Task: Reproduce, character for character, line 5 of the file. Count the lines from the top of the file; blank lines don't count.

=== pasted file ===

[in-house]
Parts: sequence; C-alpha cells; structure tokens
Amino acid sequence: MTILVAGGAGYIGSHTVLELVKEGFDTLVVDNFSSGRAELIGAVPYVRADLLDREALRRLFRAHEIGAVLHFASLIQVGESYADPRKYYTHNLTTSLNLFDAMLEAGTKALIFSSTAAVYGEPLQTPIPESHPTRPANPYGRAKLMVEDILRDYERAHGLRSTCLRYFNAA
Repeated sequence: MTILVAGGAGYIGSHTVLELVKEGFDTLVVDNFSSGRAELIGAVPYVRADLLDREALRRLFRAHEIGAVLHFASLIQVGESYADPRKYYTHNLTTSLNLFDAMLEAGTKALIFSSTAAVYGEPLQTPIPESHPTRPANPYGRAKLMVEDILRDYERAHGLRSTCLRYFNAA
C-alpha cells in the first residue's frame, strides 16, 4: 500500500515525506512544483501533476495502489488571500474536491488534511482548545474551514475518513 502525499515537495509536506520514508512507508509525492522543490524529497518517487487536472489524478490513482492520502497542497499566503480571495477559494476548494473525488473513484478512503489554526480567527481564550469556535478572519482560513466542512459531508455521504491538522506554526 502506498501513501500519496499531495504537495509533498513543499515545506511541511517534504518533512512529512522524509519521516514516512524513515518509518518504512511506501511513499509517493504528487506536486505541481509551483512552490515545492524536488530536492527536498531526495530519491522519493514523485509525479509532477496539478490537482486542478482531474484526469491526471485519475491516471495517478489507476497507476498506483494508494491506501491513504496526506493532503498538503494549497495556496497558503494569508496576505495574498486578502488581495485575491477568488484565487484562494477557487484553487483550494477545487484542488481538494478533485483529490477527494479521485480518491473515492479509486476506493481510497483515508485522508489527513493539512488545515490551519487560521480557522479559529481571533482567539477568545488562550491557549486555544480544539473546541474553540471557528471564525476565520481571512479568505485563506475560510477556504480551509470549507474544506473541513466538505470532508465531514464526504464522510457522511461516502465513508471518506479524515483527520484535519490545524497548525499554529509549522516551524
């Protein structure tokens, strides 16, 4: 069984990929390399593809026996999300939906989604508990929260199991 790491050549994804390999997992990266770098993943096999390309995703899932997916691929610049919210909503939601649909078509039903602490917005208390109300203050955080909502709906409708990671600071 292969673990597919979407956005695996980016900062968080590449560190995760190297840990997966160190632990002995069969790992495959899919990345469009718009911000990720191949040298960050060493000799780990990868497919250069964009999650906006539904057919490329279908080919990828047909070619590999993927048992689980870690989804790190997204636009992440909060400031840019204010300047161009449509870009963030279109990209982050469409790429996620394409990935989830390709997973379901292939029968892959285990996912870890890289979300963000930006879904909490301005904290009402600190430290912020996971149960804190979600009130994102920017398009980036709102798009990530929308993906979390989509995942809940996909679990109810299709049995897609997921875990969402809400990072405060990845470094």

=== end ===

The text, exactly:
C-alpha cells in the first residue's frame, strides 16, 4: 500500500515525506512544483501533476495502489488571500474536491488534511482548545474551514475518513 502525499515537495509536506520514508512507508509525492522543490524529497518517487487536472489524478490513482492520502497542497499566503480571495477559494476548494473525488473513484478512503489554526480567527481564550469556535478572519482560513466542512459531508455521504491538522506554526 502506498501513501500519496499531495504537495509533498513543499515545506511541511517534504518533512512529512522524509519521516514516512524513515518509518518504512511506501511513499509517493504528487506536486505541481509551483512552490515545492524536488530536492527536498531526495530519491522519493514523485509525479509532477496539478490537482486542478482531474484526469491526471485519475491516471495517478489507476497507476498506483494508494491506501491513504496526506493532503498538503494549497495556496497558503494569508496576505495574498486578502488581495485575491477568488484565487484562494477557487484553487483550494477545487484542488481538494478533485483529490477527494479521485480518491473515492479509486476506493481510497483515508485522508489527513493539512488545515490551519487560521480557522479559529481571533482567539477568545488562550491557549486555544480544539473546541474553540471557528471564525476565520481571512479568505485563506475560510477556504480551509470549507474544506473541513466538505470532508465531514464526504464522510457522511461516502465513508471518506479524515483527520484535519490545524497548525499554529509549522516551524